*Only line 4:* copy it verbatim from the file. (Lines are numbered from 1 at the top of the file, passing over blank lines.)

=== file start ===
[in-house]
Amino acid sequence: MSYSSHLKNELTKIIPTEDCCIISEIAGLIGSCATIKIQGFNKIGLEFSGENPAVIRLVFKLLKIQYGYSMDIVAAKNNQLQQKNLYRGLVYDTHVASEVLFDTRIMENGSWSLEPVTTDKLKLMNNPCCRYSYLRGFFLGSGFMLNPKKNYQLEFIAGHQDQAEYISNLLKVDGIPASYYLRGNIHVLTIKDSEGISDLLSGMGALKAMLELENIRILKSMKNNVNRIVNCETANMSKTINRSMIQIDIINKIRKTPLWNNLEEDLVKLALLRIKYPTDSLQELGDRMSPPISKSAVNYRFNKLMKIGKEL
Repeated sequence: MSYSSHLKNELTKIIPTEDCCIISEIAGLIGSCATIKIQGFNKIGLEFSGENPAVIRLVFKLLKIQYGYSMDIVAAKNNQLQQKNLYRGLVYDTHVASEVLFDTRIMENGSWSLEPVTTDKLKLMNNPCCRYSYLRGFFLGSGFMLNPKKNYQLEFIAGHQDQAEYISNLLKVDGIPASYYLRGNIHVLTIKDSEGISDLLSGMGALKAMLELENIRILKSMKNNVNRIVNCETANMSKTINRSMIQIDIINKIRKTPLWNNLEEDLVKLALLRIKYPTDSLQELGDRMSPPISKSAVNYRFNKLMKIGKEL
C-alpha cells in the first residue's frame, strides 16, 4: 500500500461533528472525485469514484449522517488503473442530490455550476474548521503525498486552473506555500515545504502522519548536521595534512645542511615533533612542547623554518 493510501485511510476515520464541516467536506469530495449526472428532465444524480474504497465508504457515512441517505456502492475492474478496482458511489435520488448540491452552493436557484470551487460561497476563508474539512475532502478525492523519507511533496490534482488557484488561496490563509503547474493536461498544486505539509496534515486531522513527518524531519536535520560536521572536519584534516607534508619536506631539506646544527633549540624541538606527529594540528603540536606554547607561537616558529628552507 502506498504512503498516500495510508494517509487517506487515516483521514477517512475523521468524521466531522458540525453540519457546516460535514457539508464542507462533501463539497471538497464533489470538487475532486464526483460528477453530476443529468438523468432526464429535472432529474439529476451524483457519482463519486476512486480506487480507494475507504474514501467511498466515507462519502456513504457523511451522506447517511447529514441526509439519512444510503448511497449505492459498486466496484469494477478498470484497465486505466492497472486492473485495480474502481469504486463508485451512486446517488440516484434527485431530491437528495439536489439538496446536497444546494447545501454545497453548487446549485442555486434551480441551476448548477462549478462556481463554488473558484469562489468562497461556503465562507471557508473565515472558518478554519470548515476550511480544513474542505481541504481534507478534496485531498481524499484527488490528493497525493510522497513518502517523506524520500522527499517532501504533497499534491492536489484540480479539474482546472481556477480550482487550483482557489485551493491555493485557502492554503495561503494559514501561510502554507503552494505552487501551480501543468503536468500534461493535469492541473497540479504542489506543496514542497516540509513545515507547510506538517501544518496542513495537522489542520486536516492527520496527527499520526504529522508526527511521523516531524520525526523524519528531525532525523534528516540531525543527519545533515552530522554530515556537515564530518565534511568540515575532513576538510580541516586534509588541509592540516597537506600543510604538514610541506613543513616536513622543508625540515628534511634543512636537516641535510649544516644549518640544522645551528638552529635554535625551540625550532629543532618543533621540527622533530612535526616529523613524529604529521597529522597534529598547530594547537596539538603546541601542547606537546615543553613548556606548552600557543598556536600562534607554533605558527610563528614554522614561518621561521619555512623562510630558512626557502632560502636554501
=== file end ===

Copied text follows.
C-alpha cells in the first residue's frame, strides 16, 4: 500500500461533528472525485469514484449522517488503473442530490455550476474548521503525498486552473506555500515545504502522519548536521595534512645542511615533533612542547623554518 493510501485511510476515520464541516467536506469530495449526472428532465444524480474504497465508504457515512441517505456502492475492474478496482458511489435520488448540491452552493436557484470551487460561497476563508474539512475532502478525492523519507511533496490534482488557484488561496490563509503547474493536461498544486505539509496534515486531522513527518524531519536535520560536521572536519584534516607534508619536506631539506646544527633549540624541538606527529594540528603540536606554547607561537616558529628552507 502506498504512503498516500495510508494517509487517506487515516483521514477517512475523521468524521466531522458540525453540519457546516460535514457539508464542507462533501463539497471538497464533489470538487475532486464526483460528477453530476443529468438523468432526464429535472432529474439529476451524483457519482463519486476512486480506487480507494475507504474514501467511498466515507462519502456513504457523511451522506447517511447529514441526509439519512444510503448511497449505492459498486466496484469494477478498470484497465486505466492497472486492473485495480474502481469504486463508485451512486446517488440516484434527485431530491437528495439536489439538496446536497444546494447545501454545497453548487446549485442555486434551480441551476448548477462549478462556481463554488473558484469562489468562497461556503465562507471557508473565515472558518478554519470548515476550511480544513474542505481541504481534507478534496485531498481524499484527488490528493497525493510522497513518502517523506524520500522527499517532501504533497499534491492536489484540480479539474482546472481556477480550482487550483482557489485551493491555493485557502492554503495561503494559514501561510502554507503552494505552487501551480501543468503536468500534461493535469492541473497540479504542489506543496514542497516540509513545515507547510506538517501544518496542513495537522489542520486536516492527520496527527499520526504529522508526527511521523516531524520525526523524519528531525532525523534528516540531525543527519545533515552530522554530515556537515564530518565534511568540515575532513576538510580541516586534509588541509592540516597537506600543510604538514610541506613543513616536513622543508625540515628534511634543512636537516641535510649544516644549518640544522645551528638552529635554535625551540625550532629543532618543533621540527622533530612535526616529523613524529604529521597529522597534529598547530594547537596539538603546541601542547606537546615543553613548556606548552600557543598556536600562534607554533605558527610563528614554522614561518621561521619555512623562510630558512626557502632560502636554501